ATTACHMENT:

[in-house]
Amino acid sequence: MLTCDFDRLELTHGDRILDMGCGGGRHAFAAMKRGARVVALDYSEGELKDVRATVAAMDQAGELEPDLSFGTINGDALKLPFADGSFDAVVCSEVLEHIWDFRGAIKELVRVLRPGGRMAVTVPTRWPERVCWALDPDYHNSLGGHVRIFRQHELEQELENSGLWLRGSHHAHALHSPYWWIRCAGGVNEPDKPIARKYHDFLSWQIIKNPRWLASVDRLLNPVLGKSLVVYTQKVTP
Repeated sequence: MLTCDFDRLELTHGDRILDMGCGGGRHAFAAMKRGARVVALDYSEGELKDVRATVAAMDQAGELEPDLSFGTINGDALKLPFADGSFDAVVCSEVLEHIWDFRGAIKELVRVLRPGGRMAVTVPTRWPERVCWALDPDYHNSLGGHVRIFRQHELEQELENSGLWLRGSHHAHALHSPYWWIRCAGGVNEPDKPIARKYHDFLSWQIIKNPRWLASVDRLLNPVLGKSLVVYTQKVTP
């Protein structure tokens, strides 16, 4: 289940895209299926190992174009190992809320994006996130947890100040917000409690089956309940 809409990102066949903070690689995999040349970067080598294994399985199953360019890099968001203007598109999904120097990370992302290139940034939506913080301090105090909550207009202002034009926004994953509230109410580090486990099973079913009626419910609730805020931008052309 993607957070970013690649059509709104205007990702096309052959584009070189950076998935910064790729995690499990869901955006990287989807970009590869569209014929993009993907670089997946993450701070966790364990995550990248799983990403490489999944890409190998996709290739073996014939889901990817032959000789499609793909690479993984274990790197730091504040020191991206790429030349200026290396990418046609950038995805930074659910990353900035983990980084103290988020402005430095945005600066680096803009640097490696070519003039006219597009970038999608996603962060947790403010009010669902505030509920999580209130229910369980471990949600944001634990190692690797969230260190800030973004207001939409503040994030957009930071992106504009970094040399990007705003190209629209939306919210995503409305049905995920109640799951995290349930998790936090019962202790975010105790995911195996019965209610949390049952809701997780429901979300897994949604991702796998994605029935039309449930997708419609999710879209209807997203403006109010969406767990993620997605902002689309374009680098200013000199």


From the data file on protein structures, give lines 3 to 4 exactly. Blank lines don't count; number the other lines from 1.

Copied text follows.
Repeated sequence: MLTCDFDRLELTHGDRILDMGCGGGRHAFAAMKRGARVVALDYSEGELKDVRATVAAMDQAGELEPDLSFGTINGDALKLPFADGSFDAVVCSEVLEHIWDFRGAIKELVRVLRPGGRMAVTVPTRWPERVCWALDPDYHNSLGGHVRIFRQHELEQELENSGLWLRGSHHAHALHSPYWWIRCAGGVNEPDKPIARKYHDFLSWQIIKNPRWLASVDRLLNPVLGKSLVVYTQKVTP
């Protein structure tokens, strides 16, 4: 289940895209299926190992174009190992809320994006996130947890100040917000409690089956309940 809409990102066949903070690689995999040349970067080598294994399985199953360019890099968001203007598109999904120097990370992302290139940034939506913080301090105090909550207009202002034009926004994953509230109410580090486990099973079913009626419910609730805020931008052309 993607957070970013690649059509709104205007990702096309052959584009070189950076998935910064790729995690499990869901955006990287989807970009590869569209014929993009993907670089997946993450701070966790364990995550990248799983990403490489999944890409190998996709290739073996014939889901990817032959000789499609793909690479993984274990790197730091504040020191991206790429030349200026290396990418046609950038995805930074659910990353900035983990980084103290988020402005430095945005600066680096803009640097490696070519003039006219597009970038999608996603962060947790403010009010669902505030509920999580209130229910369980471990949600944001634990190692690797969230260190800030973004207001939409503040994030957009930071992106504009970094040399990007705003190209629209939306919210995503409305049905995920109640799951995290349930998790936090019962202790975010105790995911195996019965209610949390049952809701997780429901979300897994949604991702796998994605029935039309449930997708419609999710879209209807997203403006109010969406767990993620997605902002689309374009680098200013000199």